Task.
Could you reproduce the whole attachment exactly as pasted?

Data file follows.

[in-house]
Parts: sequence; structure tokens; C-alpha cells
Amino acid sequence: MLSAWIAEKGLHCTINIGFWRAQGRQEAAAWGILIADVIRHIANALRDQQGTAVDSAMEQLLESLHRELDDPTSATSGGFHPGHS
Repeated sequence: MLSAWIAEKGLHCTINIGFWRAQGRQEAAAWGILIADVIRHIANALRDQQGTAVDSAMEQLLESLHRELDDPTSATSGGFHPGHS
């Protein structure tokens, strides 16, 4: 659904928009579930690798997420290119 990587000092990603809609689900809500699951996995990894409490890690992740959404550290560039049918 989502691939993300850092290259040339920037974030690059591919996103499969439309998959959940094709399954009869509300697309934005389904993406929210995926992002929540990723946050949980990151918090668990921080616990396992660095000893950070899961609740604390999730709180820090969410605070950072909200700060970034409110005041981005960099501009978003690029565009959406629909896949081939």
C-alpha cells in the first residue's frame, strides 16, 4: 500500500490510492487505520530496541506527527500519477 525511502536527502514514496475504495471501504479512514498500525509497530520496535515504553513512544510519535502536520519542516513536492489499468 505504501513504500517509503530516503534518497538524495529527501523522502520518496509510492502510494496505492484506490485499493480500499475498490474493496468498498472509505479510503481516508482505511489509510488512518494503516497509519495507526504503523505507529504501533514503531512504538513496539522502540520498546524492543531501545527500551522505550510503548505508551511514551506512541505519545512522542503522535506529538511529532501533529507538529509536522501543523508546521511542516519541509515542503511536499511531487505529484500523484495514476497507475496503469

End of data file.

[in-house]
Parts: sequence; structure tokens; C-alpha cells
Amino acid sequence: MLSAWIAEKGLHCTINIGFWRAQGRQEAAAWGILIADVIRHIANALRDQQGTAVDSAMEQLLESLHRELDDPTSATSGGFHPGHS
Repeated sequence: MLSAWIAEKGLHCTINIGFWRAQGRQEAAAWGILIADVIRHIANALRDQQGTAVDSAMEQLLESLHRELDDPTSATSGGFHPGHS
């Protein structure tokens, strides 16, 4: 659904928009579930690798997420290119 990587000092990603809609689900809500699951996995990894409490890690992740959404550290560039049918 989502691939993300850092290259040339920037974030690059591919996103499969439309998959959940094709399954009869509300697309934005389904993406929210995926992002929540990723946050949980990151918090668990921080616990396992660095000893950070899961609740604390999730709180820090969410605070950072909200700060970034409110005041981005960099501009978003690029565009959406629909896949081939």
C-alpha cells in the first residue's frame, strides 16, 4: 500500500490510492487505520530496541506527527500519477 525511502536527502514514496475504495471501504479512514498500525509497530520496535515504553513512544510519535502536520519542516513536492489499468 505504501513504500517509503530516503534518497538524495529527501523522502520518496509510492502510494496505492484506490485499493480500499475498490474493496468498498472509505479510503481516508482505511489509510488512518494503516497509519495507526504503523505507529504501533514503531512504538513496539522502540520498546524492543531501545527500551522505550510503548505508551511514551506512541505519545512522542503522535506529538511529532501533529507538529509536522501543523508546521511542516519541509515542503511536499511531487505529484500523484495514476497507475496503469